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  • Breastfeeding may boost IQ in babies, scientists say
    Breastfeeding may boost IQ in babies, scientists say Frontier
    Frontier on Saturday, March 1, 2014
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    Children who are breastfed score higher on IQ tests and perform better in school, scientists say.

    A new study by sociologists at Brigham Young University pinpoints two parenting skills as the real source of this cognitive boost: Responding to children’s emotional cues and reading to children starting at 9 months of age.

    Breastfeeding mothers tend to do both of those things, said lead study author Ben Gibbs.

    “It’s really the parenting that makes the difference,” said Gibbs.

    “Breastfeeding matters in others ways, but this actually gives us a better mechanism and can shape our confidence about interventions that promote school readiness,” said Gibbs.

    According to the analysis, improvements in sensitivity to emotional cues and time reading to children could yield 2-3 months’ worth of brain development by age 4 (as measured by math and reading readiness assessments).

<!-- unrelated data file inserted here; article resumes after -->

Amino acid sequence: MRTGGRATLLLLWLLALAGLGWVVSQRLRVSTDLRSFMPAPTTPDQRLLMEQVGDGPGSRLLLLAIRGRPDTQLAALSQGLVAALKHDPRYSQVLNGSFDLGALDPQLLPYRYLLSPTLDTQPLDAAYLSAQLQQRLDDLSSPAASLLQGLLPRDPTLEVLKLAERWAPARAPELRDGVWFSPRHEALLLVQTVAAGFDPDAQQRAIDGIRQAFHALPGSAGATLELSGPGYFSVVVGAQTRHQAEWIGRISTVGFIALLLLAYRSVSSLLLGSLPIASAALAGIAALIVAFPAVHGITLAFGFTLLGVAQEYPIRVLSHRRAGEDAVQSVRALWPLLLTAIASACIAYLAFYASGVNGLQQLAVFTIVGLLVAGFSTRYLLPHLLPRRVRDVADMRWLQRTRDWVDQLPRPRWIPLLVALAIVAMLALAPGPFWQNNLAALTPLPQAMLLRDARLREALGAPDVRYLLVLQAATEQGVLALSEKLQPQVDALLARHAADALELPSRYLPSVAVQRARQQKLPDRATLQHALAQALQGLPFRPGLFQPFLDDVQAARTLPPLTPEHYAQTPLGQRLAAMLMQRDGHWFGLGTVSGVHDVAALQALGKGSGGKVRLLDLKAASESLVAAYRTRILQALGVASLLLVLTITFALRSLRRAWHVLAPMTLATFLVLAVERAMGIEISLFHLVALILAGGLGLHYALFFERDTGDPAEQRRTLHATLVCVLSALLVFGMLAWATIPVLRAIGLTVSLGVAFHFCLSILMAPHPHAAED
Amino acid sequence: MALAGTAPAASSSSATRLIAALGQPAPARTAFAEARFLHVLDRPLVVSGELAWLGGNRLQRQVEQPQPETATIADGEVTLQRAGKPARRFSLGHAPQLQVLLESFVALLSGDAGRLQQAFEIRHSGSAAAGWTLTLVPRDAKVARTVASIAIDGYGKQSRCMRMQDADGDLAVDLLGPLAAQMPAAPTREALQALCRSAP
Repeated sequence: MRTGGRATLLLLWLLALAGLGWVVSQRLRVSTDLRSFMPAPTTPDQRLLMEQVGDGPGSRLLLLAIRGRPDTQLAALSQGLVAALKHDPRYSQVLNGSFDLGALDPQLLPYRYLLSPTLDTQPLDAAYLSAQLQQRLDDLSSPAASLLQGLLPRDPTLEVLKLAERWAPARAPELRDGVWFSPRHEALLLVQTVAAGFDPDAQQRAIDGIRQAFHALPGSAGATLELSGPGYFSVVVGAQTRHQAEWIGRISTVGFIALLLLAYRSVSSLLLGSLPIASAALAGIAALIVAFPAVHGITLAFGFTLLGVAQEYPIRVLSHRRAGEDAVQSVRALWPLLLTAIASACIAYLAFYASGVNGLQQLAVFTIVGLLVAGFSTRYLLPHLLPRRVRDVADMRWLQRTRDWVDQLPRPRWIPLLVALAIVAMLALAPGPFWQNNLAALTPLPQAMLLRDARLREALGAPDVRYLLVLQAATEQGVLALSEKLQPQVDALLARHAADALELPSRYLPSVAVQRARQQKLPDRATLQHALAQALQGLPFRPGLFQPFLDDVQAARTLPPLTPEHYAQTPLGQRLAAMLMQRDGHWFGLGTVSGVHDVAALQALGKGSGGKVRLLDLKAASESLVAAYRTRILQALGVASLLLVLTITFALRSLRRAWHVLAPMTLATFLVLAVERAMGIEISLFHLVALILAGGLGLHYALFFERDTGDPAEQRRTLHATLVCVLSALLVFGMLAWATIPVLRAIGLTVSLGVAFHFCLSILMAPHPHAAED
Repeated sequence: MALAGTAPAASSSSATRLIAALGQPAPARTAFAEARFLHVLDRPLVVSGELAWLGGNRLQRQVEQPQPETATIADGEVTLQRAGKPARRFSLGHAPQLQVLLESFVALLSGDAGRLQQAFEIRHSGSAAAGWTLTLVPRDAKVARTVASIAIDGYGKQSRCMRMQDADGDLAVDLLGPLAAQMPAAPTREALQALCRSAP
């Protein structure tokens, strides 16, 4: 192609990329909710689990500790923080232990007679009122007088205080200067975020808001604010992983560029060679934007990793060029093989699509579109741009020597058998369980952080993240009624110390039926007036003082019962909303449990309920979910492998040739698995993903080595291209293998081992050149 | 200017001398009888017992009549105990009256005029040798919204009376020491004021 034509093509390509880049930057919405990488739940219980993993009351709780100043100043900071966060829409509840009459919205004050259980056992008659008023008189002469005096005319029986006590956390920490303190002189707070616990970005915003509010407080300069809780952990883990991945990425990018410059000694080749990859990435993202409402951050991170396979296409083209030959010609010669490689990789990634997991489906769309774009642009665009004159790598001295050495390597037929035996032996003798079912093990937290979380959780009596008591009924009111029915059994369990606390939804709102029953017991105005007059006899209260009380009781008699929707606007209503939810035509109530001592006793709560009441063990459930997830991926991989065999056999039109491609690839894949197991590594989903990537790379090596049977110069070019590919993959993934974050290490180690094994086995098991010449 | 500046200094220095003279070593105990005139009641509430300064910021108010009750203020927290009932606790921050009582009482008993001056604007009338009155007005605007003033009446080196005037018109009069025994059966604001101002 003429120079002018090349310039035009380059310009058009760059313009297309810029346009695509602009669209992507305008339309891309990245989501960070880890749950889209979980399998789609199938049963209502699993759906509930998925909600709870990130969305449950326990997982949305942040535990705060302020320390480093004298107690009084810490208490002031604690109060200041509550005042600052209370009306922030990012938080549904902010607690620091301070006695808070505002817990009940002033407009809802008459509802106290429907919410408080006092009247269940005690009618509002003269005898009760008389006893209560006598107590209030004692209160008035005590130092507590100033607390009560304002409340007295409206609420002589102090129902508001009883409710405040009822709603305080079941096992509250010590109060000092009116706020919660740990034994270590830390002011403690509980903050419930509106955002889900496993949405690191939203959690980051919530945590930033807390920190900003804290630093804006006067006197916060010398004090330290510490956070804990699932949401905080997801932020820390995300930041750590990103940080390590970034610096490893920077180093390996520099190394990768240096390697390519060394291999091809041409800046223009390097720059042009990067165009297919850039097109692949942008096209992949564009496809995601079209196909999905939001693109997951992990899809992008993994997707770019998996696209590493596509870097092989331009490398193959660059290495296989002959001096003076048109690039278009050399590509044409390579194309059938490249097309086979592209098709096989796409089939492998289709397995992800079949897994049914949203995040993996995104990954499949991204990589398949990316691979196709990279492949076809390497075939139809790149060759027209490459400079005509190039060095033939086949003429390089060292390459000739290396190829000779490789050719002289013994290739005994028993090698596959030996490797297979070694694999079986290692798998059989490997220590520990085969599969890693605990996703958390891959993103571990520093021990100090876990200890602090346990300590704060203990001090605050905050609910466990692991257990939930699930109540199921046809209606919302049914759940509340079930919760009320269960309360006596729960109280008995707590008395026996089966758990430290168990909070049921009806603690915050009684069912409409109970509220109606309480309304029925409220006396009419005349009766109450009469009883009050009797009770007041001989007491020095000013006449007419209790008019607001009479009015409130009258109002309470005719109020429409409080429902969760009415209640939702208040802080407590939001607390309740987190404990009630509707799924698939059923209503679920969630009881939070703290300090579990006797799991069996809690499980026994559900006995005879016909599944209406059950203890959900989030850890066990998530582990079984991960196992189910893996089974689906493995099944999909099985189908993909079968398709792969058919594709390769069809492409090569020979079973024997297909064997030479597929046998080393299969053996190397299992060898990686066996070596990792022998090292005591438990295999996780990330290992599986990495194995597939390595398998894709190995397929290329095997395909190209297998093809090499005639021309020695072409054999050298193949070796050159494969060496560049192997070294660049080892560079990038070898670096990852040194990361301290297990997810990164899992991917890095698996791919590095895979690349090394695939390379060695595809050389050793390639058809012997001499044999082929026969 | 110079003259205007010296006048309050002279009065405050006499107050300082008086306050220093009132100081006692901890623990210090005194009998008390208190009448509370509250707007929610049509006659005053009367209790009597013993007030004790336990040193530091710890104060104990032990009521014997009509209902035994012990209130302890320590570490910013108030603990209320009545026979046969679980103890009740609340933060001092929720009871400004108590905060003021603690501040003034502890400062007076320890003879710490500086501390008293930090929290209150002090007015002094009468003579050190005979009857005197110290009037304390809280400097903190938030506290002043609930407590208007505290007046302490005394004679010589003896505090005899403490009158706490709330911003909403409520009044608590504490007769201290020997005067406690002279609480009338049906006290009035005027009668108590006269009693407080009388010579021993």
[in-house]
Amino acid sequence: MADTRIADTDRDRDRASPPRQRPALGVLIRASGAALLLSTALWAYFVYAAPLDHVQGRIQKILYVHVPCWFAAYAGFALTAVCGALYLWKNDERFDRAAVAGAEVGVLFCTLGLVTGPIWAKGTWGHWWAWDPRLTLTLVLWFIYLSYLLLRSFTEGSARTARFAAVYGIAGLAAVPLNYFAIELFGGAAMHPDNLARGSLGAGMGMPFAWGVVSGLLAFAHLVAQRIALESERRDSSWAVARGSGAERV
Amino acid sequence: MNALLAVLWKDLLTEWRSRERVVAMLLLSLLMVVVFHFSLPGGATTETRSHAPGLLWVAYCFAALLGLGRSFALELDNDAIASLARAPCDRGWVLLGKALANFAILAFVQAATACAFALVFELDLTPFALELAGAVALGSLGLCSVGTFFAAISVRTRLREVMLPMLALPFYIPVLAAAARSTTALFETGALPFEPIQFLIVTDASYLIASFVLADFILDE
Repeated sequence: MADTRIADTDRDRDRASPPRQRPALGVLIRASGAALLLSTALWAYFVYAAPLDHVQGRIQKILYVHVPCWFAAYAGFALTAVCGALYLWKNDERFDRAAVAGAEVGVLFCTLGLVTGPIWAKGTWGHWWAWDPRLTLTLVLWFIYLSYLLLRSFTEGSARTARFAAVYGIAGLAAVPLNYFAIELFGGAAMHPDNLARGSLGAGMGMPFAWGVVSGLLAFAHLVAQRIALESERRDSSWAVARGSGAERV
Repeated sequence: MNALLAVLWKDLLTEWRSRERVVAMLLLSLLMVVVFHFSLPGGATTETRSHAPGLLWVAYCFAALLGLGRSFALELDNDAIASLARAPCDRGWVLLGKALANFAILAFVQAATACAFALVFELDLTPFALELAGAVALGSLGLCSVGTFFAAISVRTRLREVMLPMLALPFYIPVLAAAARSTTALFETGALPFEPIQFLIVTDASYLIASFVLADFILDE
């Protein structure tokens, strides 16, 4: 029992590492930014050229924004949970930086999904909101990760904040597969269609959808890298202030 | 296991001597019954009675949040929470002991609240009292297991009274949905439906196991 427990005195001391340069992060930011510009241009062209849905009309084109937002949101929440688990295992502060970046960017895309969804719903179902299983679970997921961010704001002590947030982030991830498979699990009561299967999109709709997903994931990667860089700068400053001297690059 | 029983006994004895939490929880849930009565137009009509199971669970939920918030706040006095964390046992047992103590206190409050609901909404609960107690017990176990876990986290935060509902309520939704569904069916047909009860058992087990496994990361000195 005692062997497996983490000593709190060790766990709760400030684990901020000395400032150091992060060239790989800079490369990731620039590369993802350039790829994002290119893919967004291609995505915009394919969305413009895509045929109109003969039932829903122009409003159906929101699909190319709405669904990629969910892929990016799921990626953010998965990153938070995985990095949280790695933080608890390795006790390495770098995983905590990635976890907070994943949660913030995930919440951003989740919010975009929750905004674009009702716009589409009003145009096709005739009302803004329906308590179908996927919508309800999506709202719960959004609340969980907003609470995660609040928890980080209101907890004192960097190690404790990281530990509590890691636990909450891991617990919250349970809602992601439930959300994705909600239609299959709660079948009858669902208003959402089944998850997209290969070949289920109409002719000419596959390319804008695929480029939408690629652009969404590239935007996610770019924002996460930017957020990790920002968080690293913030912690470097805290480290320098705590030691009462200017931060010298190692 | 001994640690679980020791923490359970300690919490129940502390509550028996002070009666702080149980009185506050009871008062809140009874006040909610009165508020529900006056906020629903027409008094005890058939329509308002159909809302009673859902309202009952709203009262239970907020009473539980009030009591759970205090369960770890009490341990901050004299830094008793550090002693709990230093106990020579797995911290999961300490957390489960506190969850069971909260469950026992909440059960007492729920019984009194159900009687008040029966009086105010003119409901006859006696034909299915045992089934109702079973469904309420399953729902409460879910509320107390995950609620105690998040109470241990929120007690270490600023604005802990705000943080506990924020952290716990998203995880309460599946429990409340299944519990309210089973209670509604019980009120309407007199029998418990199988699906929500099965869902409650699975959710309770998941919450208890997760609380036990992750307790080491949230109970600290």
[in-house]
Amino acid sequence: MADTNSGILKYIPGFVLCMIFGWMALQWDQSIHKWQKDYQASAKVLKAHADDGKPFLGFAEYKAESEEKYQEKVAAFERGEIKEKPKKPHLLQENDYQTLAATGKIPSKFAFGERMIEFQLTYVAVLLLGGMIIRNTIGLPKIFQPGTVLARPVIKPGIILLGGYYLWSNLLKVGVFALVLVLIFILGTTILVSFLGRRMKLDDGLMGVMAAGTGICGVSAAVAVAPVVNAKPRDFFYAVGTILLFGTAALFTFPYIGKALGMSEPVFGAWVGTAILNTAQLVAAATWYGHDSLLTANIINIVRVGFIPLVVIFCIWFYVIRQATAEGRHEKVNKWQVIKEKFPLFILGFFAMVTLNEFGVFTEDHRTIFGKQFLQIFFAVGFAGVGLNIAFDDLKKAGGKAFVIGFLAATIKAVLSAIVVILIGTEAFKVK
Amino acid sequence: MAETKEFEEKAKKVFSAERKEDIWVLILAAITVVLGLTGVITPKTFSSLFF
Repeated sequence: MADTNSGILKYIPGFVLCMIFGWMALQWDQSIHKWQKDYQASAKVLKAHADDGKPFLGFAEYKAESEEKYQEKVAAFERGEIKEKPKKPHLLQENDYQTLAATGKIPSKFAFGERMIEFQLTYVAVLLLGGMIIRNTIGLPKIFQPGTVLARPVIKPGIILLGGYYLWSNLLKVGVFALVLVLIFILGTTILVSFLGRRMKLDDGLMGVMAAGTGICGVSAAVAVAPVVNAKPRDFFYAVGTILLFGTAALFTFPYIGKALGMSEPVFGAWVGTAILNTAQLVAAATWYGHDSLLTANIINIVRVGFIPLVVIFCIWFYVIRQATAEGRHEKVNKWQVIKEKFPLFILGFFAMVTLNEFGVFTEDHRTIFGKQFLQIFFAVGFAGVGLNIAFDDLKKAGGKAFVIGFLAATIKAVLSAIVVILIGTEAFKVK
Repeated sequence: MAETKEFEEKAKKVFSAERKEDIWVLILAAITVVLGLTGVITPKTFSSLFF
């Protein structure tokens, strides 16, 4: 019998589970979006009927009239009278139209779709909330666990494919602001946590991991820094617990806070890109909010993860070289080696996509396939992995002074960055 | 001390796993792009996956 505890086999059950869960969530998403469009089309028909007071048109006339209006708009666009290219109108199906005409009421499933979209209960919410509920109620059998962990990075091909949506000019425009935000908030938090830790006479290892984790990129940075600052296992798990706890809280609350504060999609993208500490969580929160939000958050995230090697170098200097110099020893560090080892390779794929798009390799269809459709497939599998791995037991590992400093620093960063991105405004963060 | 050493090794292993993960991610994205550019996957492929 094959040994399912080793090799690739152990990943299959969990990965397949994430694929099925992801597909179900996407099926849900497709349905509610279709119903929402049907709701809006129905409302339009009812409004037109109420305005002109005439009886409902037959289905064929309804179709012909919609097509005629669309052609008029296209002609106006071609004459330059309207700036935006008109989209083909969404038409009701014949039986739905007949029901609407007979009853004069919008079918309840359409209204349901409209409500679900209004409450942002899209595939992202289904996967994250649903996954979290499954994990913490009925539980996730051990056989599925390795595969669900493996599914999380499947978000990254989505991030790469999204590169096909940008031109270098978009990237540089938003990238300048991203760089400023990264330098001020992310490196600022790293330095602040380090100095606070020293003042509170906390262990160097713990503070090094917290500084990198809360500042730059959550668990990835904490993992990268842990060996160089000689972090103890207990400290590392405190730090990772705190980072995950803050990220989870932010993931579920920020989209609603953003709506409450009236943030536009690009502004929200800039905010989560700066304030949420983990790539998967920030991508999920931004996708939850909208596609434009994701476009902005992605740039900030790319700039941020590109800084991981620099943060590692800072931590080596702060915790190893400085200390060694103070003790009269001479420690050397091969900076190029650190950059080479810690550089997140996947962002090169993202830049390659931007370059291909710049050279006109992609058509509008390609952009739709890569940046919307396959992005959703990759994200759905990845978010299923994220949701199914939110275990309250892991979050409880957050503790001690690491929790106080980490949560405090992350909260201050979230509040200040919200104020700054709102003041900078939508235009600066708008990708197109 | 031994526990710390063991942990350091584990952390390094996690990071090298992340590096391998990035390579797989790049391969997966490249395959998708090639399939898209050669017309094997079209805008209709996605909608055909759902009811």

“Because these are four-year-olds, a month or two represents a non-trivial chunk of time,” Gibbs said.

    “And if a child is on the edge of needing special education, even a small boost across some eligibility line could shape a child’s educational trajectory,” said Gibbs.

    Researchers utilised a national data set that followed 7,500 mothers and their children from birth to five years of age.

    The data set is rich with information on the home environment, including how early and how often parents read to their kids.

    Additionally, each of the mothers in the study also participated in video-taped activities with their children.

    As the child tried to complete a challenging task, the mother’s supportiveness and sensitivity to their child’s emotional cues were measured.

    Sandra Jacobson of Wayne State University School of Medicine noted that children in the study who were breastfed for 6 months or longer performed the best on reading assessments because they also “experienced the most optimal parenting practices.

    “Gibbs and Forste found that reading to an infant every day as early as age 9 months and sensitivity to the child’s cues during social interactions, rather than breastfeeding per se, were significant predictors of reading readiness at age 4 years,” said Jacobson.

    The study was published in The Journal of Pediatrics.
                               
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